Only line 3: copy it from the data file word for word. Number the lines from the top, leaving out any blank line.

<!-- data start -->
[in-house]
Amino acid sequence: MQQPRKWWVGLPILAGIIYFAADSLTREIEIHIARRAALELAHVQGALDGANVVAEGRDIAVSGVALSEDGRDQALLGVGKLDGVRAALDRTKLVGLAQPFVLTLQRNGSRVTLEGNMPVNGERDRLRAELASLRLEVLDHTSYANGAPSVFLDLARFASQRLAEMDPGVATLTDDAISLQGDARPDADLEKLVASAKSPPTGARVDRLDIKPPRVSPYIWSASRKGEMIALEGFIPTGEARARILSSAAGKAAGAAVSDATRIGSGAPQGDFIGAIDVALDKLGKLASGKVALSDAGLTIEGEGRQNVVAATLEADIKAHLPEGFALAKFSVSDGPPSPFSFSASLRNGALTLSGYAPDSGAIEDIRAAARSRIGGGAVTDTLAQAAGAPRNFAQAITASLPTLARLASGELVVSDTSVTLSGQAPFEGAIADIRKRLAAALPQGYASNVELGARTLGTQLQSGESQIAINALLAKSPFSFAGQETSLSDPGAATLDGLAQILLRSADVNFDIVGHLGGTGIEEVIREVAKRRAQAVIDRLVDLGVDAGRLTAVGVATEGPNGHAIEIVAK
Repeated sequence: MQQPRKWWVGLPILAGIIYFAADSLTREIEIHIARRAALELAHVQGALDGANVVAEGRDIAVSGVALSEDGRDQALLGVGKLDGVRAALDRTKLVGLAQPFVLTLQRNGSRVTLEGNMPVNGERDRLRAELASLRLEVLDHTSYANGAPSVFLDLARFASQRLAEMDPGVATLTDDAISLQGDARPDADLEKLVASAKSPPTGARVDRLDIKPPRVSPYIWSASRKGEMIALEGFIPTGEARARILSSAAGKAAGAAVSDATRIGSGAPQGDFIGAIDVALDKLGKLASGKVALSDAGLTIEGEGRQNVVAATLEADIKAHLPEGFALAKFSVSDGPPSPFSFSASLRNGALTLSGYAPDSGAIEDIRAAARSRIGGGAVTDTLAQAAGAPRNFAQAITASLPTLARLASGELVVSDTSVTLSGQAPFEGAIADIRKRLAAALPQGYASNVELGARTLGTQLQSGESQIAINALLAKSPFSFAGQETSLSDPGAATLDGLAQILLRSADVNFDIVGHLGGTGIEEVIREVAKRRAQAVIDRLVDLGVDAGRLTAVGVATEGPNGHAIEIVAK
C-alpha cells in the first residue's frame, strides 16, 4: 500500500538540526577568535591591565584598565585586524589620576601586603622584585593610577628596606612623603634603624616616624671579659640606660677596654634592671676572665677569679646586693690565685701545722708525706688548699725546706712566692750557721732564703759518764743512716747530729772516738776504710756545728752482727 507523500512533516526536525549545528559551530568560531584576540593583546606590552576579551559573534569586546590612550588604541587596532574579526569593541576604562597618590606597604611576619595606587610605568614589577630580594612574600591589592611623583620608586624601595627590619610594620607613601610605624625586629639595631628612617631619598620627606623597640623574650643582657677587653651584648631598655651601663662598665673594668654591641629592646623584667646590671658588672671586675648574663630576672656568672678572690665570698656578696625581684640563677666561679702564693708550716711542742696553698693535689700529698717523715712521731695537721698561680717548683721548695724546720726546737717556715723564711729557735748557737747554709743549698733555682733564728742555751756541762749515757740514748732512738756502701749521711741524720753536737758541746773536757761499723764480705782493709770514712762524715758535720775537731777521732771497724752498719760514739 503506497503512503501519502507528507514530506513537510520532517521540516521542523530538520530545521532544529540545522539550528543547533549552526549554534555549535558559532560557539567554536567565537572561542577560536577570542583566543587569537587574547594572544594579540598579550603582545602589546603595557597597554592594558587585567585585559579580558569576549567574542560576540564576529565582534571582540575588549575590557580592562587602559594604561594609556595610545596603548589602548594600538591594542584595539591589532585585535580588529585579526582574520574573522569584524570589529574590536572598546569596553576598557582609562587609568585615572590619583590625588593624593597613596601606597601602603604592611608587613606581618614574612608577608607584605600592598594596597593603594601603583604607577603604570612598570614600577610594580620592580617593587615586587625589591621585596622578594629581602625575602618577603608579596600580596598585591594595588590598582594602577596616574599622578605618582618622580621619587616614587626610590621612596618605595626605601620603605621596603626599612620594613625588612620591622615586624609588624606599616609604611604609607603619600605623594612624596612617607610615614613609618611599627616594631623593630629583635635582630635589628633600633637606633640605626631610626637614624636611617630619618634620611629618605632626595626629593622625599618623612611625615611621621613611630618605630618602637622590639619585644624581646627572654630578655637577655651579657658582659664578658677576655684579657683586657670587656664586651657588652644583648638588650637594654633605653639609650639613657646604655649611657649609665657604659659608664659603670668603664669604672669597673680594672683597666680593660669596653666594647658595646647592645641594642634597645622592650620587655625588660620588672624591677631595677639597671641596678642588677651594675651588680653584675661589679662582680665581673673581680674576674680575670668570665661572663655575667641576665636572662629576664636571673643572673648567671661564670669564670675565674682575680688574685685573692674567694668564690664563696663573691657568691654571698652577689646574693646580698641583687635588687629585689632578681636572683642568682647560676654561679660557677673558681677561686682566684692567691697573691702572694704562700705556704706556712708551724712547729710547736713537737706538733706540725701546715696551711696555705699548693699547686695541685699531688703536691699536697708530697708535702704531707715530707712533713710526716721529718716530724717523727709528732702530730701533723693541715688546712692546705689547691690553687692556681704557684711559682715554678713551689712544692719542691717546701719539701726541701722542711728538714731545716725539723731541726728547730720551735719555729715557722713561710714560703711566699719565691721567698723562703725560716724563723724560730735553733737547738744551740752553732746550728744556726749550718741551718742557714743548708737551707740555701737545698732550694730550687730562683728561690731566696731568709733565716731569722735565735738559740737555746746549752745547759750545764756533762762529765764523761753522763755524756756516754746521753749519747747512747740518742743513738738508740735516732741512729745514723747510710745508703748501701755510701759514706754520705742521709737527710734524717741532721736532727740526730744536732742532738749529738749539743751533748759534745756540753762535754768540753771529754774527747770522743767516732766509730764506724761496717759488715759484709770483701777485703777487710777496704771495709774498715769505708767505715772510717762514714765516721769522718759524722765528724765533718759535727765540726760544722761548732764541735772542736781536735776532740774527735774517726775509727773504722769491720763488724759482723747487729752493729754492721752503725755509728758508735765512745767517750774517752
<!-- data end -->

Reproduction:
Repeated sequence: MQQPRKWWVGLPILAGIIYFAADSLTREIEIHIARRAALELAHVQGALDGANVVAEGRDIAVSGVALSEDGRDQALLGVGKLDGVRAALDRTKLVGLAQPFVLTLQRNGSRVTLEGNMPVNGERDRLRAELASLRLEVLDHTSYANGAPSVFLDLARFASQRLAEMDPGVATLTDDAISLQGDARPDADLEKLVASAKSPPTGARVDRLDIKPPRVSPYIWSASRKGEMIALEGFIPTGEARARILSSAAGKAAGAAVSDATRIGSGAPQGDFIGAIDVALDKLGKLASGKVALSDAGLTIEGEGRQNVVAATLEADIKAHLPEGFALAKFSVSDGPPSPFSFSASLRNGALTLSGYAPDSGAIEDIRAAARSRIGGGAVTDTLAQAAGAPRNFAQAITASLPTLARLASGELVVSDTSVTLSGQAPFEGAIADIRKRLAAALPQGYASNVELGARTLGTQLQSGESQIAINALLAKSPFSFAGQETSLSDPGAATLDGLAQILLRSADVNFDIVGHLGGTGIEEVIREVAKRRAQAVIDRLVDLGVDAGRLTAVGVATEGPNGHAIEIVAK